Should Teenagers Have Access To Birth Control?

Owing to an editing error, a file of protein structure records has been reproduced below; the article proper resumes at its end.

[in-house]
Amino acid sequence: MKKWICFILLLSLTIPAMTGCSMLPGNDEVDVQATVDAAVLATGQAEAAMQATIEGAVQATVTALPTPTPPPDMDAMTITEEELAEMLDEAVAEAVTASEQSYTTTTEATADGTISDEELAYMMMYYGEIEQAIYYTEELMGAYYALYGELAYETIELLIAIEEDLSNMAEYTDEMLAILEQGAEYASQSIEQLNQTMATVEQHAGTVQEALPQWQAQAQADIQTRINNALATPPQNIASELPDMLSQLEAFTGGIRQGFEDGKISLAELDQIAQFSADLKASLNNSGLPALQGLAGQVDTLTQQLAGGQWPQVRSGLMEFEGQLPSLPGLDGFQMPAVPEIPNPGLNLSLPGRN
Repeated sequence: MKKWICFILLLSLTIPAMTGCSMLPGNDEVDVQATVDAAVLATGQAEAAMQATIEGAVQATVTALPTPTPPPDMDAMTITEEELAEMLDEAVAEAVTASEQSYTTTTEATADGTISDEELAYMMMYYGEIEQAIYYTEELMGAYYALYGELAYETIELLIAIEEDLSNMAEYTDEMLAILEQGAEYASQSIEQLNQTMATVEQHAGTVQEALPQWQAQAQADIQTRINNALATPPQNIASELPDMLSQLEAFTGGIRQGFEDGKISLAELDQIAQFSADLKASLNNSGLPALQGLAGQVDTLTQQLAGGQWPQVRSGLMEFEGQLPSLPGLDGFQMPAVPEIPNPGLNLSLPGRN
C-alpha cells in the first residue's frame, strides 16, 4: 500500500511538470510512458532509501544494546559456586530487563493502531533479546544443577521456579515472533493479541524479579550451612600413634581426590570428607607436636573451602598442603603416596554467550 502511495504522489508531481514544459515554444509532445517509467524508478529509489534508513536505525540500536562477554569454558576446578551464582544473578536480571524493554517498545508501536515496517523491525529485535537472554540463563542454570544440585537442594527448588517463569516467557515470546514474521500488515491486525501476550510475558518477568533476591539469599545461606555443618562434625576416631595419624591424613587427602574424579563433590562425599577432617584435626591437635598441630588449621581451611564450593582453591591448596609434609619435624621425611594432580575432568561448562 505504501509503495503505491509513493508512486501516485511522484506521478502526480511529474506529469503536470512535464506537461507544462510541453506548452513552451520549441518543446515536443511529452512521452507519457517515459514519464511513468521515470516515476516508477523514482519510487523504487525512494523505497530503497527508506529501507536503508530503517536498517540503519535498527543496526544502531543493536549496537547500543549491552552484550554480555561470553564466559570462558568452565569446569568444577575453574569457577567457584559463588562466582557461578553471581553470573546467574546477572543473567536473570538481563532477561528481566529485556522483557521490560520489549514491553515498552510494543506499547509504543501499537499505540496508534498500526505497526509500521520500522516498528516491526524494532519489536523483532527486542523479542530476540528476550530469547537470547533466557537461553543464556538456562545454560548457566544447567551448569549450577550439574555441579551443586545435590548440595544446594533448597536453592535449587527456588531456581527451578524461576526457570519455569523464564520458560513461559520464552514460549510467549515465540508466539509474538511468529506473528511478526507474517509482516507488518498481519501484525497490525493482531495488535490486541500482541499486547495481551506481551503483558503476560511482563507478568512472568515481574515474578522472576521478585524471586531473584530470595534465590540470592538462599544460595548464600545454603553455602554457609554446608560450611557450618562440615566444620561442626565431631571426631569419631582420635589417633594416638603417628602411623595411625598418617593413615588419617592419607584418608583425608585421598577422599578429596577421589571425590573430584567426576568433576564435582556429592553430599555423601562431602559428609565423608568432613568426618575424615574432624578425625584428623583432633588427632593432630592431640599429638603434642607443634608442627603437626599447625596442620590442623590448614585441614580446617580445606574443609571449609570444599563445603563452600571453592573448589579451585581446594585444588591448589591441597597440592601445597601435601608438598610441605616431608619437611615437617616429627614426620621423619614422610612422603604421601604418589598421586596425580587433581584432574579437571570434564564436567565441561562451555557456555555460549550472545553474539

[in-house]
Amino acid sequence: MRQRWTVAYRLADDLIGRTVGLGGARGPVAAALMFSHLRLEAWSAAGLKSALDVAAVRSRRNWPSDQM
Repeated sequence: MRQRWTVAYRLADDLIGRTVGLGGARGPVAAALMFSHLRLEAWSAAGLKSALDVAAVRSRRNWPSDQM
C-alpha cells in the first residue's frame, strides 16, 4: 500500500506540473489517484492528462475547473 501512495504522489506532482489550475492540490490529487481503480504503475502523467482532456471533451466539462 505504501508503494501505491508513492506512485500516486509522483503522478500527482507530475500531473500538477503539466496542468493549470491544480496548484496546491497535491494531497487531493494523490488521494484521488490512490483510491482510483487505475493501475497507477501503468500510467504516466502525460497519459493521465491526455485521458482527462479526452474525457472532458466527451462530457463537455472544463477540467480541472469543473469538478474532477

Over time, the issue of whether or not teens should have access to birth control has been debated. Parents, teachers, church groups, doctors, and even the government have all had a say in the discussion. There are some who oppose birth control for teens. However, there are those who believe that having birth control as an option is the only choice. Republican Senator Glen Grothman of West Bend, Wisconsin is trying to block teenagers from receiving birth control from state funded women's health programs. He claims that the birth control program "is recruiting young girls into promiscuous lifestyles, and called it offensive and un-American." However according to new nationally representative data published in the (Journal of The American Medical Association), roughly one in five teenagers would have unsafe sex if their parents had to be notified when they got birth control at a family planning clinic. Researchers surveyed more than 1,500 female adolescents under age 18 seeking sexual health services including contraception, at publicly funded family planning clinics in 33 states. They found that three in five parents already knew about their teenager's clinic visit, typically because their teen told them about it or their parents suggested it. However, among those whose parents were unaware, 70% would stop coming to the clinic and a quarter would continue to have sex but would either rely on withdrawal or not use any contraception. Only 1% of all teens surveyed said they would stop having sex. One of the key concerns with teenagers using birth control is the health risks involved with the usage of oral contraceptives. During the late 1980's, some researchers believed that there may be a link between oral contraceptives and some cancers. However the findings of the Women's Contraceptive and Reproductive Experiences (Women's CARE), examined the use of oral contraceptives as a risk factor for breast cancer...
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